Avoid medical debt with coverage for you and your team
Health insurance has been on Americans’ minds for months. President-elect Donald Trump has pledged to repeal President Barack Obama’s signature Affordable Care Act. Meanwhile, insurance premiums have continued to climb higher.
Now, many farmers are cutting health insurance, says Adam Kantrovich with Michigan State University Extension. That’s a risky move at a time of low commodity prices, particularly in an industry where nearly one in 10 farmers has no health insurance at all, according to USDA estimates.
“In many cases, there are very tight margins,” Kantrovich says. “If farmers feel like they need a cut somewhere, [health insurance] is usually something that gets cut or never gets added.”
Downside Risk. It’s important to view health coverage as part of a farm’s-risk management plan. Health insurance is an asset because one in five farmers already has substantial medical debt from unpaid bills, USDA says. Many family operations already are under stress, so a medical emergency can set the business on a dangerous financial path.
Most farmers are aware of this risk but choose to use tools they think are a better fit, Kantrovich says.
“Health insurance is a risk measure like crop insurance or general farm insurance,” he says. “If something major happens, you could be out a lot of money.”
The financial pitfalls of zero health insurance extend beyond medical bills. People who have no health insurance coverage under the Affordable Care Act face financial penalties. An additional penalty can be charged to employers who have more than 50 employees.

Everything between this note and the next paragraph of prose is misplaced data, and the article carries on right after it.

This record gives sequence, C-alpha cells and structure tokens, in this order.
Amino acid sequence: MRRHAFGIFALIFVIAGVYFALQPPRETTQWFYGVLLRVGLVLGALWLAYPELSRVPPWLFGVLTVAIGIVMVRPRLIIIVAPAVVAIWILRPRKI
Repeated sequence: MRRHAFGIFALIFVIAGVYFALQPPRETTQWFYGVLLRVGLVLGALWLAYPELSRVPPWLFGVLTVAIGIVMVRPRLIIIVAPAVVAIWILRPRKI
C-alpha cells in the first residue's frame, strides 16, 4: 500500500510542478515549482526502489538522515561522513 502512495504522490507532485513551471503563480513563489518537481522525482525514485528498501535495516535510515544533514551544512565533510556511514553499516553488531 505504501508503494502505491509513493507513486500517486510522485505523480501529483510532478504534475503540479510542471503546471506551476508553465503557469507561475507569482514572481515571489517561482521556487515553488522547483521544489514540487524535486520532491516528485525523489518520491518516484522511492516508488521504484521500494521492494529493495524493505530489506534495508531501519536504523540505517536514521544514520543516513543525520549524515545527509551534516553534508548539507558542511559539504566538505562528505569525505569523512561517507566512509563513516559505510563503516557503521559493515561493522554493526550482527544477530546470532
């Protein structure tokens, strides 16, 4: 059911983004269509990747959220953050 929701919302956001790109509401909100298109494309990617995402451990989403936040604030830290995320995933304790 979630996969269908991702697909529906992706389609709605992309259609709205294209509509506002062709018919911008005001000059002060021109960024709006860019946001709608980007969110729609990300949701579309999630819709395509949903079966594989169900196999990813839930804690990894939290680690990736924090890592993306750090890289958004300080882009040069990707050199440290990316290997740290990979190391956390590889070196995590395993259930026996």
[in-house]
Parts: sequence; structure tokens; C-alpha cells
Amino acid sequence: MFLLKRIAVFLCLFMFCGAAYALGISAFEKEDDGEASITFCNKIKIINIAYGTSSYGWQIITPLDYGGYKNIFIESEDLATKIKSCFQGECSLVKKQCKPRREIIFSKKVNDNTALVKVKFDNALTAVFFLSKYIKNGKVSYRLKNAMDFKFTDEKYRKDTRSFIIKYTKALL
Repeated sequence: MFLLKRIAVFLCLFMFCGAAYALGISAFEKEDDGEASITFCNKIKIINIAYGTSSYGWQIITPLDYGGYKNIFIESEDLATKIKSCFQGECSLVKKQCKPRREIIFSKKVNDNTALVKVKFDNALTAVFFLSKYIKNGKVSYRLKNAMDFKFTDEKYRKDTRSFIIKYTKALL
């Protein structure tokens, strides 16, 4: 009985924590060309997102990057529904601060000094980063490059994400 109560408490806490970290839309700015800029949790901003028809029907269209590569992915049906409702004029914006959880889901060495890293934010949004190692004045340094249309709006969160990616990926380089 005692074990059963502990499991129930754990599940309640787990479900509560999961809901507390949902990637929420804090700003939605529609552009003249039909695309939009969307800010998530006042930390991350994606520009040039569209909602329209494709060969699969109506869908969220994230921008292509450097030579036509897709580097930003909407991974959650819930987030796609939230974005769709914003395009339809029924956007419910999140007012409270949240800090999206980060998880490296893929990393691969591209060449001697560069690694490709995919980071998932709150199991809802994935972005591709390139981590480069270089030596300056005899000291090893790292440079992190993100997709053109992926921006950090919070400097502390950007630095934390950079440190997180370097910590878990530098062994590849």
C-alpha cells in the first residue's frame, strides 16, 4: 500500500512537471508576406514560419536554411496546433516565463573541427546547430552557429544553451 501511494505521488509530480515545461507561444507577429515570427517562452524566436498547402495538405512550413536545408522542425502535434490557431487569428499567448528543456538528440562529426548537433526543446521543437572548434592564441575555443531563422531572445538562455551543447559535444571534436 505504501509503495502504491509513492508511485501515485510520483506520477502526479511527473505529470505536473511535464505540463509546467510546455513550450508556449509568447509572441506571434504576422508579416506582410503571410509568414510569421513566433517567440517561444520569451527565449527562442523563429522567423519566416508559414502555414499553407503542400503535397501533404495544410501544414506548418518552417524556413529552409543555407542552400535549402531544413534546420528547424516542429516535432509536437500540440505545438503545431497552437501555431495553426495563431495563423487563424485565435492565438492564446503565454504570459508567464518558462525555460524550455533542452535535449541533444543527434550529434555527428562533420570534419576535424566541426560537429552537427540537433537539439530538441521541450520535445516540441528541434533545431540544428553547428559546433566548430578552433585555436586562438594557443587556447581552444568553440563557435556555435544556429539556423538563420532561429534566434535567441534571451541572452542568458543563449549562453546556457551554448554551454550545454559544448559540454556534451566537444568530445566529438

Insurance Benefits. Policy changes might take some of this risk off of the table. Obama is likely to sign a bill to get rid of insurance penalties, says Paul Neiffer, CPA and principal at CliftonLarsonAllen and a Top Producer columnist. If the penalties don’t go away under his administration, Neiffer says, Trump is likely to abolish them in his first 100 days.
Analyze where your business stands on health insurance, keeping in mind employee coverage generally boosts retention of employees on your team, Kantrovich says. Begin by evaluating your needs, Kantrovich advises.
Your age, family status and budget limitations are all factors that should be taken into consideration before making a decision on which plan fits best. “If you can start with that information and figure out what you need, it will be easier to find what you’re looking for,” he says.
Uncertain Health Insurance Factors for 2017
Costs, penalties and other attributes of health insurance are a moving target, particularly after Election Day. That’s because throughout the race for the White House, President-Elect Donald Trump said he would repeal and replace the Affordable Care Act on his first day in office.
Although his 100-day plan does, in fact, target the legislation, analysts say it’s unclear whether he will be able to completely repeal and replace it. Even Trump has said there are certain aspects of the health care law he is in favor of keeping. Tax credits and penalties are another unknown. As of 2016, qualified people could receive a tax credit for insurance purchased through the government marketplace. The credits are intended to offset the cost of purchasing coverage.